Police to provide 'urgent' report on Lawrence inquiry claims
Deputy Mayor says Met will respond to allegations about corruption and cover-up in murder case
Following stints with Reuters and the Press Association, Martin Hickman joined The Independent as a news editor in 2001. He became the Consumer Affairs Correspondent in September 2005 and has run the paper's trenchant campaigns on packaging, bank charges and factory-farmed chicken. He writes on subjects as diverse as food, finance, energy and fashion. With Tom Watson, he is author of a new book on the phone hacking scandal, Dial M for Murdoch - News Corporation and the Corruption of Britain.
Friday 09 March 2012
Scotland Yard is to provide an "urgent" official response to the allegations reported in The Independent about police corruption on the Stephen Lawrence murder inquiry, Boris Johnson's deputy disclosed yesterday.
Kit Malthouse, London's Deputy Mayor for Policing, has asked the Metropolitan Police for a report into the claims that it covered up important evidence about the conduct of its inquiry into the racist killing of the 18-year-old in Eltham, south-east London, in 1993.
On Tuesday, The Independent detailed new claims that the lead investigating officer in the botched first inquiry, former Detective Sergeant John Davidson, was a major player in a ring of bent detectives "operating as a professional organised crime syndicate" and had a corrupt relationship with Clifford Norris, the father of one of the two men jailed for Stephen's murder in January.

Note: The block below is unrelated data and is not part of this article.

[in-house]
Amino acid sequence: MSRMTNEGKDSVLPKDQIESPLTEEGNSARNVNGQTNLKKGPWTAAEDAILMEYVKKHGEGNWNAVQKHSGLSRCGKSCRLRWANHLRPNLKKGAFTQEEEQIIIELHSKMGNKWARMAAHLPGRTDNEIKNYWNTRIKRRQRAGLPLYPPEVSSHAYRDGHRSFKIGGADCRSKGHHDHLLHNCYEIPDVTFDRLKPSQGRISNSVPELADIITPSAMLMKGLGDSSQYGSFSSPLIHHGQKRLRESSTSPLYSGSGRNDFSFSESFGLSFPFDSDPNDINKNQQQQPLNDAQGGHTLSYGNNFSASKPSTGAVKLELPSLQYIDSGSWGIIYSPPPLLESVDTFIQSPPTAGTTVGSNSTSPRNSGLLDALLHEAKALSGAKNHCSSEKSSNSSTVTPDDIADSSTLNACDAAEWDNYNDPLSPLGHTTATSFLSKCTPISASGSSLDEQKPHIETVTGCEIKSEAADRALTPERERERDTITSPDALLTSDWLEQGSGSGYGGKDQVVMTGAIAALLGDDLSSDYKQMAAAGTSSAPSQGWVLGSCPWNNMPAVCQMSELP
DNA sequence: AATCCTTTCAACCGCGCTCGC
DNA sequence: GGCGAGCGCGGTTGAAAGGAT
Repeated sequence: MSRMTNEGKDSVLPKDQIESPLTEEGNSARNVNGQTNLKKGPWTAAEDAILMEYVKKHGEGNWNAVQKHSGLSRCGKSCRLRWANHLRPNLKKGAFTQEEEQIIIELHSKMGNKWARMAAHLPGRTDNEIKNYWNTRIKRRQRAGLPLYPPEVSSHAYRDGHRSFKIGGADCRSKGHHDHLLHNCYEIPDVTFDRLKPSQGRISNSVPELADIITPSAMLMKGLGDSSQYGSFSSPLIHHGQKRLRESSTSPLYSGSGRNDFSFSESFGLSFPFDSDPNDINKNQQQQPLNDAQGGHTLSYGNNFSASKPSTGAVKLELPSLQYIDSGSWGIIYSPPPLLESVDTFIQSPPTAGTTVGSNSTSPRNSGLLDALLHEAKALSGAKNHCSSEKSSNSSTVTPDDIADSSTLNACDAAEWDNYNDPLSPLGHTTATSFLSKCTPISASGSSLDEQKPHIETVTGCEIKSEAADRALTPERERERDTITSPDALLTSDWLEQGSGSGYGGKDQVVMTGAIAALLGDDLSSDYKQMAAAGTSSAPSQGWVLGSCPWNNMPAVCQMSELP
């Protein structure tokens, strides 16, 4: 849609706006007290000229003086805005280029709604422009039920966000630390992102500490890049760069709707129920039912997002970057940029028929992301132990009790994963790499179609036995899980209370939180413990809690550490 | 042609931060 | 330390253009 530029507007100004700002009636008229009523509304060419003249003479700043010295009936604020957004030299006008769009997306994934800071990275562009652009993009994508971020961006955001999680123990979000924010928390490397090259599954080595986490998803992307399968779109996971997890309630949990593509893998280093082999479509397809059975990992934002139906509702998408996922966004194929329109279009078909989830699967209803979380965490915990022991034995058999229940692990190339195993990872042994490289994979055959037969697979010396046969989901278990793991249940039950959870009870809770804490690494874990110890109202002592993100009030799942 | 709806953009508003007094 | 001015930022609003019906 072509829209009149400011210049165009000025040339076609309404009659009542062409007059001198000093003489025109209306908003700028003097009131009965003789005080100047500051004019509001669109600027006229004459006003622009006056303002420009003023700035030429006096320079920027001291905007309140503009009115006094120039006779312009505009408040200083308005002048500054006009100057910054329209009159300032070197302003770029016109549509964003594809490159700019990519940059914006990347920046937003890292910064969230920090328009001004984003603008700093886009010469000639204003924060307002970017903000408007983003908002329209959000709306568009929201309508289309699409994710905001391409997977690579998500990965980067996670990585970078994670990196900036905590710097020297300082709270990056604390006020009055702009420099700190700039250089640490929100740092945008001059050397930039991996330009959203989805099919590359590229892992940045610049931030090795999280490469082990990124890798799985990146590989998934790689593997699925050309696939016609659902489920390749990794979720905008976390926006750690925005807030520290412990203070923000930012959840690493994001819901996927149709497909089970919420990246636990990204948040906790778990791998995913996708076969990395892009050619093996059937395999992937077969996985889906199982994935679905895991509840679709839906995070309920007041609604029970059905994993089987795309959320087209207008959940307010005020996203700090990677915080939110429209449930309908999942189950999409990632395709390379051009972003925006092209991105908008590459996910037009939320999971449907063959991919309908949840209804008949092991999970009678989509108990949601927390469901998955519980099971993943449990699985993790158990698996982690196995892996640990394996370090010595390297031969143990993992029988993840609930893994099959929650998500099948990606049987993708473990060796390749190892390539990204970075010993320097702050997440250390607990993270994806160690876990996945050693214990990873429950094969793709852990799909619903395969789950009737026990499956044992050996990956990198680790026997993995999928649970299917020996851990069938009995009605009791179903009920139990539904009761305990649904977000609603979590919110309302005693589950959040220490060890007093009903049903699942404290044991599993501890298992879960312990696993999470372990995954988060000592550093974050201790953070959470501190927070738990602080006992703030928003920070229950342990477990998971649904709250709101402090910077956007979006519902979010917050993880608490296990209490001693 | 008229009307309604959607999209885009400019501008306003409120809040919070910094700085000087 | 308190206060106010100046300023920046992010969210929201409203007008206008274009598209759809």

Mr Davidson denies he was corrupt and in 1999, the Macpherson inquiry blamed incompetence rather than corruption for the police's failure – and branded the Met "institutionally racist".
Following calls from Downing Street for detectives to pursue any new evidence in the case, the Metropolitan Police was asked about The Independent's report at a meeting of the London Assembly's Police and Crime Committee at City Hall yesterday.
Craig Mackey, Deputy Commissioner, said the Met's "initial assessment" of the story was that it did not contain anything not known to the Met and the Independent Police Complaints Commission, which dismissed previous allegations of corruption in a Panorama programme in 2006.
He added, however, that the Met wanted to meet the journalists who wrote the story, Michael Gillard and Laurie Flynn, "to better understand what they consider is new evidence before any final decision is made".
Pressed by London Assembly Member Jennette Arnold whether the police had supplied all material to the Macpherson inquiry, the Deputy Commissioner replied: "A number of these issues were looked at by the IPCC investigation five years ago. That's why I emphasise we have to look at the allegations and we have to look at the documentation supplied to the IPCC and we want to see the Independent journalists so we can better understand that."
Mr Malthouse said he had demanded an "urgent report" from the Met. He said: "The article in The Independent came as news to me. Once the report is obtained it will be circulated."
Today, Stephen's parents, Neville and Doreen Lawrence, are due to meet the Met and the Crown Prosecution Service to discuss any future inquiries to bring the remaining killers to justice.
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